On Eating Strange Things in France

800px-Andouillette_de_TroyesMaybe it’s just me, but it seems a shame when in France not to eat authentic French food. I’m not talking about the onion soup gratinee on every menu in America, or even steak frites.

I’m talking tripe. Kidneys. Calves brains. Frog legs.

The weird stuff.

The French do have a penchant for making silken dishes out of sow’s ears, and feet, and all kinds of things. There is a Brotherhood of the Calves’ Head in France, not surprisingly. They take these things tres seriously.

(If you’re a vegetarian and starting to get squeamish, you might want to turn away now.)

On this, my fifth trip to Paris, I’ve made it my intention to taste the best of authentic, classic French cooking. That’s partly because an excellent, ‘classic’, affordable French restaurant happens to be across the street from my flat. (Café de la Musee.)

So here’s my report. The odder the dish, the more you need a great glass of wine. And then … then it makes sense!

Rongons de veau: Veal kidneys with port wine. My mother actually used to make this, albeit with red wine. So it brings back my childhood. I can remember sitting around cleaning the kidneys, cutting off the membrane with nail scissors. It is soothing, warming and with a texture and flavor second to none. Simply divine.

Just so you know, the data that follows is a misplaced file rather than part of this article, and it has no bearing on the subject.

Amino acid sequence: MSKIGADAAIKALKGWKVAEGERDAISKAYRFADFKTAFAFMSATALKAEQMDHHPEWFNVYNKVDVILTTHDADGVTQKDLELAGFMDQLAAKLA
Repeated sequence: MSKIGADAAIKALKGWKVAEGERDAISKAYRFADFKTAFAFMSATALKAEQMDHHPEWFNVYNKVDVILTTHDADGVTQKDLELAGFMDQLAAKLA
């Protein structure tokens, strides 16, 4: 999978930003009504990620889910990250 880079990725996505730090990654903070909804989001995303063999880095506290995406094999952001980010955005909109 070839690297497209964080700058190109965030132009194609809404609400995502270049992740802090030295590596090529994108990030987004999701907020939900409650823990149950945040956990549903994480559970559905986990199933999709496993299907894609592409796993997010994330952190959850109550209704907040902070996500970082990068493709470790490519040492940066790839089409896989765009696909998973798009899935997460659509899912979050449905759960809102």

Tete de veau: I was treated to the best in Paris at a restaurant called La Procope, which serves “Tete de Veau en Cocotte Comme en 1686”. It comes in a nice little iron casserole in a beautiful tarragon broth … and they’ve been serving it that way for a long, long time. Napoleon’s hat, which he left when he couldn’t pay the bill for his tete de veau, sits proudly at the entrance. It’s a historic dish.

My take was that it was a bit bland. The ‘gelee’, presumably the more gelatinous parts of the brain, was a little too strange for me. But the more meat-like aspects of the dish were gamey and good. It’s historic. I’m not going to quibble.cuisse de grenouille.FB

Les Cuisse de Grenouille: Ah … frogs legs. Yes, they look just like flat little frogs on the plate, sautéed in basil and garlic. And they taste not like chicken, exactly, but more like, well, nothing. The removal of the meat, which is minimal, is tiring and difficult. The highlight on my plate was the bright sautéed cherry tomatoes and the beautiful mashed potatoes that lurked underneath. Well prepared, but at the end of the day … enh!

Le Pigeon en fricasseeL This, I thought, was a nice casserole of squab. But no, it actually is pigeon. Like the kind that Hemmingway strangled for dinner in the Jardin du Luxembourg when he was broke. Once I got over that, I thoroughly enjoyed the bird! Meaty and delicious, served in an excellent deep red wine sauce. I recommend it.

Andouillette sauce Moutarde: This is sausage made of intestine from the pig or cow. On a cold, rainy night I sat down to a lovely plate of andouillette, apparently made by hand right there in the restaurant. It had a nice, gamey taste that was totally soothing. And delicious with its sauce of mustard and wild mushrooms. (It’s a bit strange to look at … imagine a big tube shaped sausage that’s really … big.) But it’s also quite yummy.

That’s my report so far, with more to come. What’s the weirdest thing you’ve eaten in France? Or anywhere? Any advice on other dishes I should try?

 

 

 

What I see out my window in Paris

I came to Paris to research my next Transformed novel. Every day I walk through the city, looking for the places where Charley, our transman spy, and Electra, his dominatrix pal will have their next adventure. Any ideas?